Knock LA journalists sue Los Angeles over LAPD arrests at Echo Park protest

Knock LA journalists sue Los Angeles over LAPD arrests at Echo Park protest

Two journalists who were arrested while covering a protest in Echo Park last year have sued the city of Los Angeles in federal court, alleging their constitutional rights were violated.

Jonathan Peltz and Kathleen Gallagher, both of the online news outlet Knock LA, were covering protests over the removal of a homeless encampment from the banks of Echo Park Lake on the evening of March 25, 2021, when Los Angeles police declared the gathering unlawful, surrounded the protesters and journalists gathered there and began detaining and arresting them.

Among those detained were Times reporter James Queally, Spectrum News reporter Kate Cagle and L.A. Taco reporter Lexis-Olivier Ray, though they were all released at the scene. Not so Peltz or Gallagher, who were arrested and booked “despite clearly identifying themselves as journalists and being surrounded by other journalists engaged in similar conduct,” their lawsuit states.

“I’ve never understood what their decision on that was,” Peltz said in an interview with The Times Monday.

“They knew we were journalists. That was unambiguous to the officers who arrested us,” Gallagher said in a separate interview with The Times.

The LAPD did not immediately respond to a request for comment on the litigation Monday. The department has previously defended the arrests that night, while also acknowledging some missteps in dealing with members of the media.

The department had created a designated area for media that night, but Peltz and Gallagher — and other reporters who were detained — said it was too far away for anyone in it to observe what was actually occurring between the protesters and police.

Peltz and Gallagher were bound by the wrists with plastic zip ties, searched and had their cellphones and other belongings taken from them before being placed on buses with dozens of arrested protesters, many of whom were not wearing masks against COVID-19 or were unable to fix their masks properly on their faces because they too were cuffed, the journalists’ lawsuit states.

Peltz and Gallagher remained in custody for more than four hours, and Peltz later went to the hospital, where medical staff said swelling in his arms and hands was likely the result of a pinched nerve suffered from being held in the zip ties for so long, the lawsuit claims.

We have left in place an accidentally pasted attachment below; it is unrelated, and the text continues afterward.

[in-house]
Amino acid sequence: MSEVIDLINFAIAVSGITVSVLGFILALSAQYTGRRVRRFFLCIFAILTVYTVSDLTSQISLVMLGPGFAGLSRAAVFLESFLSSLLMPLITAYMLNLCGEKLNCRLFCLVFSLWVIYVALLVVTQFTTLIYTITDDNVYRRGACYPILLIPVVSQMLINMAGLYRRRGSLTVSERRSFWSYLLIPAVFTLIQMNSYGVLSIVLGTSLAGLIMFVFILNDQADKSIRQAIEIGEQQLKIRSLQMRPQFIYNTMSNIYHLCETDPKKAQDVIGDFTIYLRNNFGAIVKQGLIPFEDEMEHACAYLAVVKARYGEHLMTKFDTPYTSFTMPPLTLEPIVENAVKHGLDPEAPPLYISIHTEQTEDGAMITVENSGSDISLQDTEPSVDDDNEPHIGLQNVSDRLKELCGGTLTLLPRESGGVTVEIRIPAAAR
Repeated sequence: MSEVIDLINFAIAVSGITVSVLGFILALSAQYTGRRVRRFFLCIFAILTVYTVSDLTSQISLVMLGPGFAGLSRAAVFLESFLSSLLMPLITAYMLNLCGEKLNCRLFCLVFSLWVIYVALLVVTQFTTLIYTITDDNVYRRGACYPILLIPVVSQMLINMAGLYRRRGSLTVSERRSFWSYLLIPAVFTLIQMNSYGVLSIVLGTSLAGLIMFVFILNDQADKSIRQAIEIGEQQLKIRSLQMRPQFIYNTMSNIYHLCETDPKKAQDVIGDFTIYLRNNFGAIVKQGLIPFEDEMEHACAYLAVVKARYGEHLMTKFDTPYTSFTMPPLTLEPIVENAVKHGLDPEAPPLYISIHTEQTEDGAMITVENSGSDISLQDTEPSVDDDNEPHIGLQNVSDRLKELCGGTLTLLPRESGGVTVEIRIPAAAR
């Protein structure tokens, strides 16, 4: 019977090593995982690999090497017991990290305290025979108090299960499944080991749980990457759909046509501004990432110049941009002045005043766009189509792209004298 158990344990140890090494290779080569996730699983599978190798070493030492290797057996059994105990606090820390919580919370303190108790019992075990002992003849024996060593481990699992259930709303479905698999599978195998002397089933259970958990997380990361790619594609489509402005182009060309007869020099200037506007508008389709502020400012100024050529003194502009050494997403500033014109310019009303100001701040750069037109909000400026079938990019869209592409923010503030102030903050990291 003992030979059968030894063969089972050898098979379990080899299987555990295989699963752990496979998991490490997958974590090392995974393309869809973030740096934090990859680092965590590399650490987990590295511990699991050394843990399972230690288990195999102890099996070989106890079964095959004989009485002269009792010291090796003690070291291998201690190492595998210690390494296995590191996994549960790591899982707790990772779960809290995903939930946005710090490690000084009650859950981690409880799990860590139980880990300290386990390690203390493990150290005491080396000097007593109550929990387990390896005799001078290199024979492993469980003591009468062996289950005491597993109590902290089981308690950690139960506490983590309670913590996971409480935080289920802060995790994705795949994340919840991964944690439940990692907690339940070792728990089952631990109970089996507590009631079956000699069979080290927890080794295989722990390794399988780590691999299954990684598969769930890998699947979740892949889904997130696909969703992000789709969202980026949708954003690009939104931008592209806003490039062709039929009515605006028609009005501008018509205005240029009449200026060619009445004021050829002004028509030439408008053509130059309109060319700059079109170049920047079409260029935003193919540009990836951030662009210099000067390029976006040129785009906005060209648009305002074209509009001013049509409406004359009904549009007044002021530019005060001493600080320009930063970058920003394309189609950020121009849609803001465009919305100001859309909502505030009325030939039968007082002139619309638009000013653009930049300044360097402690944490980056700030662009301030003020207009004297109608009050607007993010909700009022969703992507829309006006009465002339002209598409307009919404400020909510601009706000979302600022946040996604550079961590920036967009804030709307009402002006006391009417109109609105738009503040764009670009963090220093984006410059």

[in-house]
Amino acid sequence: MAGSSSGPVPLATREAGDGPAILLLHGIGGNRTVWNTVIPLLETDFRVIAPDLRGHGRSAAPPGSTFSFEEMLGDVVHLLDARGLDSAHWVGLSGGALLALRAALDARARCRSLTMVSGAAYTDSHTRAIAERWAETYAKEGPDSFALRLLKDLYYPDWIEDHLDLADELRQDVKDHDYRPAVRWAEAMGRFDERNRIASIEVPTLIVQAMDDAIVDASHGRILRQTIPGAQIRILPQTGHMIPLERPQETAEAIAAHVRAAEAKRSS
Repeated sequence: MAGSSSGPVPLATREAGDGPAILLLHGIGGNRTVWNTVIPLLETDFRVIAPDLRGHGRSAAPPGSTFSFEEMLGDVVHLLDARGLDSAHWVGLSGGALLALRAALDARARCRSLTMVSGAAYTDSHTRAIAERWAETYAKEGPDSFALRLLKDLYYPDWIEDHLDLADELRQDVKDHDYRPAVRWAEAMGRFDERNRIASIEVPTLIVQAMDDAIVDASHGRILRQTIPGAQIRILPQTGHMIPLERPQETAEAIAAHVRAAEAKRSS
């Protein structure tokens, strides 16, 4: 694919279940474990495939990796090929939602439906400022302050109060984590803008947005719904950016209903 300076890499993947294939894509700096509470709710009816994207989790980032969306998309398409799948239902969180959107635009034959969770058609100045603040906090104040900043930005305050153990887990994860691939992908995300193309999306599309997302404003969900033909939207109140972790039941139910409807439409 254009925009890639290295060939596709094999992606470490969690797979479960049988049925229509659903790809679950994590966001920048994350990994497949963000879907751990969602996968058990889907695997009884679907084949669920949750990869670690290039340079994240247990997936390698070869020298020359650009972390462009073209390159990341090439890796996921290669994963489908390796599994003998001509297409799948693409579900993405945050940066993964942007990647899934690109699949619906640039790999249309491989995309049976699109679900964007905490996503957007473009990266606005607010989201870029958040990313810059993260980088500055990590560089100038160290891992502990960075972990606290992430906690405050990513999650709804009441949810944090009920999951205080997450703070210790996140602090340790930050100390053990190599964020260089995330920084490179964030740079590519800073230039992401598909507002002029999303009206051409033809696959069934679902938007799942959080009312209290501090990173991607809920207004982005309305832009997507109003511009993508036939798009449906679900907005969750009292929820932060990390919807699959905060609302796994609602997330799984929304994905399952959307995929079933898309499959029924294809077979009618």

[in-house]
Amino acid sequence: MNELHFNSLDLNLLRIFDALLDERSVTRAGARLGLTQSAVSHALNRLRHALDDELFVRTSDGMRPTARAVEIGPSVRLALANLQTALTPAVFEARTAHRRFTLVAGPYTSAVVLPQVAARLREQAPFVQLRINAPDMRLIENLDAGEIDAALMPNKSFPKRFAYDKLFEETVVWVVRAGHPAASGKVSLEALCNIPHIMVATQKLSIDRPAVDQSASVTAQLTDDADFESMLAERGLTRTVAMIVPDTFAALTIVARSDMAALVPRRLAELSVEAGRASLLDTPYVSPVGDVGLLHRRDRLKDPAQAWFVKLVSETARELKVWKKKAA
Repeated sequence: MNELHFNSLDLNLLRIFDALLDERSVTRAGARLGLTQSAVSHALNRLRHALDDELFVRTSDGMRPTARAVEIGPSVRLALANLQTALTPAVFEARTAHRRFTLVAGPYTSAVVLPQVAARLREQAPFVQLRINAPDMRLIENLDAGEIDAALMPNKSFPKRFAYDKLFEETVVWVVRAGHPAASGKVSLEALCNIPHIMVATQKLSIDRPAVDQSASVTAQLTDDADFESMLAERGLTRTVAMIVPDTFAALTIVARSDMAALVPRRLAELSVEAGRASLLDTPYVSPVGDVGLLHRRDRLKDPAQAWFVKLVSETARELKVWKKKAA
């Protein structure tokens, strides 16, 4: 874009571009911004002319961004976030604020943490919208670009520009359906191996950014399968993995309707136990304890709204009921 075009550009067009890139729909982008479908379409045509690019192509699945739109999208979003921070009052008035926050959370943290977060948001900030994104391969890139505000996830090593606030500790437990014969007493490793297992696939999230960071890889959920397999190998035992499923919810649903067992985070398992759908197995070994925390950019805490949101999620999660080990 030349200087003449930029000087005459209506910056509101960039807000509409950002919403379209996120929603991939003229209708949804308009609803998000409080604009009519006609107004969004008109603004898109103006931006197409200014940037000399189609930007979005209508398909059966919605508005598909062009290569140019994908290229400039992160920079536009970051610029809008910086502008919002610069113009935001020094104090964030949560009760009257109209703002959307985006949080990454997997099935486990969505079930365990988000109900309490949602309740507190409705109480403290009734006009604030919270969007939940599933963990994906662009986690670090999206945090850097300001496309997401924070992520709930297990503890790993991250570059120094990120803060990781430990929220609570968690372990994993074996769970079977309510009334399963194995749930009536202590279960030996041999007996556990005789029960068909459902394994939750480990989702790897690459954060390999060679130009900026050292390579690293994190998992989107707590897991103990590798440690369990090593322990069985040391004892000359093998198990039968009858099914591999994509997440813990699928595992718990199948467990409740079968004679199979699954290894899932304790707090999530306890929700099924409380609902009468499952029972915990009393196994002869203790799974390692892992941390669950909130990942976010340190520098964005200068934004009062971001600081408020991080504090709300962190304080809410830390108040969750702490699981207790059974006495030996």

More than 180 people were arrested that night, most on charges that they had disobeyed a police dispersal order, but none were prosecuted, as City Atty. Mike Feuer chose not to file charges.

Peltz and Gallagher’s lawsuit, filed with the help of the Press Freedom Law Clinic at UC Irvine, alleged their arrests violated the LAPD’s own policies for journalists at protests. It also said the arrests fit a pattern of LAPD officers “obstructing, targeting, and retaliating against” journalists reporting on their actions.

The lawsuit argued the LAPD violated Peltz‘s and Gallagher’s 1st Amendment rights “by arresting them for performing their jobs as journalists to document the actions of police officers and protesters in a public place.”

Citing the release of journalists at larger outlets, the lawsuit also alleged that Peltz and Gallagher were subjected to disparate and unlawful treatment simply because Knock LA — a nonprofit news organization started by members of the community activist collective Ground Game LA — is not a traditional media outlet.

“The LAPD treated Jon and Kate like criminals, because Knock LA is not part of the establishment press,” said UC Irvine law professor Susan E. Seager, one of the journalists’ attorneys. “But the 1st Amendment — and the LAPD’s own policy — do not require reporters to work for the mainstream media or carry official LAPD press passes.”

The detention and arrest of so many journalists in Echo Park was one of many encounters in recent years in which journalists were targeted by police, and one example of harassment that journalists and media advocacy organizations pointed to last year as they successfully advocated for the passage of SB 98, a law now in effect in California that adds protections for journalists covering protests.

The LAPD produced its own “after action report” on what occurred and found errors in its approach but also blamed other forces and protesters for the situation escalating to one where they said officers felt threatened and arrests became necessary.

Peltz said the police response that night — to protesters and especially to journalists — was “an abuse of power,” and that he hopes the lawsuit forces the department to answer for its actions.

Gallagher said there has been “a worrying trend over the past couple years of the police arresting or otherwise brutalizing journalists who are just trying to cover protests” — one she hopes the lawsuit will help end.

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